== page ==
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Amelia Meath has made a sonic 180 from her time with folk vocal trio Mountain Man to her current place as one half of the electropop duo Sylvan Esso. She teamed up with Megafaun’s Nick Sanborn (who was performing solo as Made of Oak when the two met) last year to write and produce an album, combining her songwriting chops with what she calls his production “wizardry.” (The new group’s first single, “Play It Right” is a rework of a song Meath sang with Mountain Man.) Now they’re playing two sold-out shows this weekend in D.C. with fellow folk-punk innovators tUne-yArDs. I asked Meath about making the switch from banjos to synthesizers, leaving Brooklyn for Durham, and making pancakes for your audience.
WCP: The first song you completed together was “Play It Right,” or rather, a version of “Play It Right,” which you first released with your band Mountain Man. Was it a stretch to move from a band that’s known for its lo-fi, almost pastoral sound, to one that’s more production-heavy?
Meath: I was always interested in electronic music, and really the only stretch I encountered was in the difference between writing folk songs and pop songs. With the help of a good sound system, you can creep into the audience’s bodies using bass, and actually vibrate their bones and get them to feel the music instead of just creeping in through their ears. The more I do it, the more I realize that both bands were reaching for the same goal: presenting music as honestly as possible, with similar content about the pedestrian experience.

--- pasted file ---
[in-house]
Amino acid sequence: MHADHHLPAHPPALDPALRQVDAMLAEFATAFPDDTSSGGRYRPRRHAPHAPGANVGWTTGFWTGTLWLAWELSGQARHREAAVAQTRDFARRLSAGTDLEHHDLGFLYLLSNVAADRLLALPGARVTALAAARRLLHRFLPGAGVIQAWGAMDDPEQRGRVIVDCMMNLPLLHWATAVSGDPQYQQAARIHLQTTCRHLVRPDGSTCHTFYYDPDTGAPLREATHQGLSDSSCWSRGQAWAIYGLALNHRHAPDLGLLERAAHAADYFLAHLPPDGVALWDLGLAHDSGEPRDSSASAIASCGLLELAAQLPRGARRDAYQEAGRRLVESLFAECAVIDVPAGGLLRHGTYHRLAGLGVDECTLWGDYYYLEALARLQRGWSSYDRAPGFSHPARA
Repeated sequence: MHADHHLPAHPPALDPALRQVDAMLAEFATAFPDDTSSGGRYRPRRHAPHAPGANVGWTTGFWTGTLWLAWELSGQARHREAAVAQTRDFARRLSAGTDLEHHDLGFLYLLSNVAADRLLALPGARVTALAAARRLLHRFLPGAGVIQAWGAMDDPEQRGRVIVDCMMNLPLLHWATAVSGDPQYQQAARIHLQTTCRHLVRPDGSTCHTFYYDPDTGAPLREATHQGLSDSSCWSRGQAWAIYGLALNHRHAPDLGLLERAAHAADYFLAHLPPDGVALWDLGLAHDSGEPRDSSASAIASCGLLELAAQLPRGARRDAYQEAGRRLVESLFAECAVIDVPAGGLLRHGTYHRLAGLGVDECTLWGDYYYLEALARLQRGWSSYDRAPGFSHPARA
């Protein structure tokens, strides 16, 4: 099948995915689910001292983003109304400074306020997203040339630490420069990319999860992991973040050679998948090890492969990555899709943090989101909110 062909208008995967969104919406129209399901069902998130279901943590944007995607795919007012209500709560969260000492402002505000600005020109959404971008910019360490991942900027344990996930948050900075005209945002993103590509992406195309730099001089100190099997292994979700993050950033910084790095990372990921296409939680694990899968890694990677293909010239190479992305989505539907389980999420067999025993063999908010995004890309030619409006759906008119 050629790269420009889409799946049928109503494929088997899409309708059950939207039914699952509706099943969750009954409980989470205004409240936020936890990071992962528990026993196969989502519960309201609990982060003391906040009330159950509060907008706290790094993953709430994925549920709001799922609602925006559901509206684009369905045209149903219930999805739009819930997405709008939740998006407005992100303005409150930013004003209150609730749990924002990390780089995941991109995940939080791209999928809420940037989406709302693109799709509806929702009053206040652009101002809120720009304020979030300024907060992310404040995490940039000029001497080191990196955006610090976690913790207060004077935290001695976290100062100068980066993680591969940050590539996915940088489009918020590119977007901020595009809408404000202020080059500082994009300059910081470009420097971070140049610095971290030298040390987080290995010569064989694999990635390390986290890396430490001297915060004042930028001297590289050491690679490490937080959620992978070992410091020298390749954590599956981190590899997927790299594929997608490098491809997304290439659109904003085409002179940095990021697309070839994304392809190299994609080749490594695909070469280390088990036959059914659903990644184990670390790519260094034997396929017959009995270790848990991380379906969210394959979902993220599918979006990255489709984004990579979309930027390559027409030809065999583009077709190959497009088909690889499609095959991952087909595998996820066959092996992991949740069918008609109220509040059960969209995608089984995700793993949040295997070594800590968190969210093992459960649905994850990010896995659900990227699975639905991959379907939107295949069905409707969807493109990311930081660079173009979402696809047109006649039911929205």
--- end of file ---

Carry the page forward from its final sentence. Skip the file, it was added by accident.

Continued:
You and Nick set up shop in Durham, N.C., to work on this album. What brought you there?
Serendipity! I had just gotten off tour with Feist, and wanted to move to a cheaper locale than Brooklyn, where I was living at the time. Nick had just moved to Durham from Milwaukee to play more with Megafaun, and we had just decided to make music together. I went to visit Durham, was greeted by a host of amazing people and decided it was worth the adventure of moving.
A lot of smaller East Coast cities have been having their moment in the sun as creative hotbeds. I’m thinking of Baltimore’s slew of bands that have gained national attention in the last five years. Do you see Durham headed that way?
Durham has amazing music coming out of it! It certainly should head that way.
The last time you played D.C., you were at DC9, a much smaller venue than the 9:30 Club. But I’ve seen you play for tens of thousands of people. What’s your favorite type of venue to play as Sylvan Esso? Is it different than what you prefer as part of Mountain Man?
As Sylvan Esso, a venue with a good sound system that is not afraid to use it is ideal. But it also has to be filled with people who are excited to be there. With Mountain Man, I loved playing house shows. We played one once in Oakland, Calif., on a porch. Afterwards, we made everyone pancakes.
You’ve said that before you and Nick teamed up, you both felt like your solo projects were “lacking a crucial component.” For you, is that the production value that Nick brings to the table, or is it something else?
Nick and I are creepily cozy collaborators. Together our two sounds create something that is much more articulate than just one of us on our lonesome.
Are there other collaborators you want to bring to the table? Anyone that you want to write with, or someone’s song you’d like to take a crack at covering?
I would love to write songs for other people. And we want to make a video game soundtrack eventually.
Sylvan Esso opens for tUnE-yArDs tonight and tomorrow at 9:30 Club. Both nights are sold out. 815 V St. NW. (202) 265-0930. www.930.com.